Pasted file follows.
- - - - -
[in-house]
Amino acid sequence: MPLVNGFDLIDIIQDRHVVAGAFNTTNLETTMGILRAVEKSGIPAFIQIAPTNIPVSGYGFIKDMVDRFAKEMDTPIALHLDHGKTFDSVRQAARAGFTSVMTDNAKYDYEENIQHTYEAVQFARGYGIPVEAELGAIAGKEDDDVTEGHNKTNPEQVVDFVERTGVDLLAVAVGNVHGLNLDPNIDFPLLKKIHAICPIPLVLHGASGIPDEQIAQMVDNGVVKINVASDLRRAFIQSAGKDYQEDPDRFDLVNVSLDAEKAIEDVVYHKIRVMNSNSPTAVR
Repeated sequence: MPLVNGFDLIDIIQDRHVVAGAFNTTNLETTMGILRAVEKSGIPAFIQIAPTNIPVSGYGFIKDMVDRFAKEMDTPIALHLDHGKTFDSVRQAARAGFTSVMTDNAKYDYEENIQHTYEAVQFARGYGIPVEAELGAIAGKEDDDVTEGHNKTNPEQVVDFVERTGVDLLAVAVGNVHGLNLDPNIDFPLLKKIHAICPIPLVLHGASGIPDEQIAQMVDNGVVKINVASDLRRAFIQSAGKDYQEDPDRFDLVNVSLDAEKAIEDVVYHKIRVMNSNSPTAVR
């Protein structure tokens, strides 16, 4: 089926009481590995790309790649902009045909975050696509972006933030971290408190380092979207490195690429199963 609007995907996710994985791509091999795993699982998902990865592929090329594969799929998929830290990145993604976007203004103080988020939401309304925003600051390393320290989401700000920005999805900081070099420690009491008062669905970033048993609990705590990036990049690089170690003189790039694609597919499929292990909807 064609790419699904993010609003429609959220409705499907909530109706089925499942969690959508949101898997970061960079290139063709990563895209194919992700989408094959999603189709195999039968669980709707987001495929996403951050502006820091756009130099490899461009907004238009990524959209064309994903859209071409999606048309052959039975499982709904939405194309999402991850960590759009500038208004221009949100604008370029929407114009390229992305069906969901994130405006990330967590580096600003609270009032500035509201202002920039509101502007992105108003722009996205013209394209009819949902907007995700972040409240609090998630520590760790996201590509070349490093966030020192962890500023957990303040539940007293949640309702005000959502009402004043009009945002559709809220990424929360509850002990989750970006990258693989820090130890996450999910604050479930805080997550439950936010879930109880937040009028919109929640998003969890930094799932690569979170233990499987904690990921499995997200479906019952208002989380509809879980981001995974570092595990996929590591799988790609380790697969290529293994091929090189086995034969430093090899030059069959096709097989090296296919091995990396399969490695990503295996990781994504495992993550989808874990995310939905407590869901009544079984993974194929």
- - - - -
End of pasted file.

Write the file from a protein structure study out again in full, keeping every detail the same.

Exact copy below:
[in-house]
Amino acid sequence: MPLVNGFDLIDIIQDRHVVAGAFNTTNLETTMGILRAVEKSGIPAFIQIAPTNIPVSGYGFIKDMVDRFAKEMDTPIALHLDHGKTFDSVRQAARAGFTSVMTDNAKYDYEENIQHTYEAVQFARGYGIPVEAELGAIAGKEDDDVTEGHNKTNPEQVVDFVERTGVDLLAVAVGNVHGLNLDPNIDFPLLKKIHAICPIPLVLHGASGIPDEQIAQMVDNGVVKINVASDLRRAFIQSAGKDYQEDPDRFDLVNVSLDAEKAIEDVVYHKIRVMNSNSPTAVR
Repeated sequence: MPLVNGFDLIDIIQDRHVVAGAFNTTNLETTMGILRAVEKSGIPAFIQIAPTNIPVSGYGFIKDMVDRFAKEMDTPIALHLDHGKTFDSVRQAARAGFTSVMTDNAKYDYEENIQHTYEAVQFARGYGIPVEAELGAIAGKEDDDVTEGHNKTNPEQVVDFVERTGVDLLAVAVGNVHGLNLDPNIDFPLLKKIHAICPIPLVLHGASGIPDEQIAQMVDNGVVKINVASDLRRAFIQSAGKDYQEDPDRFDLVNVSLDAEKAIEDVVYHKIRVMNSNSPTAVR
């Protein structure tokens, strides 16, 4: 089926009481590995790309790649902009045909975050696509972006933030971290408190380092979207490195690429199963 609007995907996710994985791509091999795993699982998902990865592929090329594969799929998929830290990145993604976007203004103080988020939401309304925003600051390393320290989401700000920005999805900081070099420690009491008062669905970033048993609990705590990036990049690089170690003189790039694609597919499929292990909807 064609790419699904993010609003429609959220409705499907909530109706089925499942969690959508949101898997970061960079290139063709990563895209194919992700989408094959999603189709195999039968669980709707987001495929996403951050502006820091756009130099490899461009907004238009990524959209064309994903859209071409999606048309052959039975499982709904939405194309999402991850960590759009500038208004221009949100604008370029929407114009390229992305069906969901994130405006990330967590580096600003609270009032500035509201202002920039509101502007992105108003722009996205013209394209009819949902907007995700972040409240609090998630520590760790996201590509070349490093966030020192962890500023957990303040539940007293949640309702005000959502009402004043009009945002559709809220990424929360509850002990989750970006990258693989820090130890996450999910604050479930805080997550439950936010879930109880937040009028919109929640998003969890930094799932690569979170233990499987904690990921499995997200479906019952208002989380509809879980981001995974570092595990996929590591799988790609380790697969290529293994091929090189086995034969430093090899030059069959096709097989090296296919091995990396399969490695990503295996990781994504495992993550989808874990995310939905407590869901009544079984993974194929």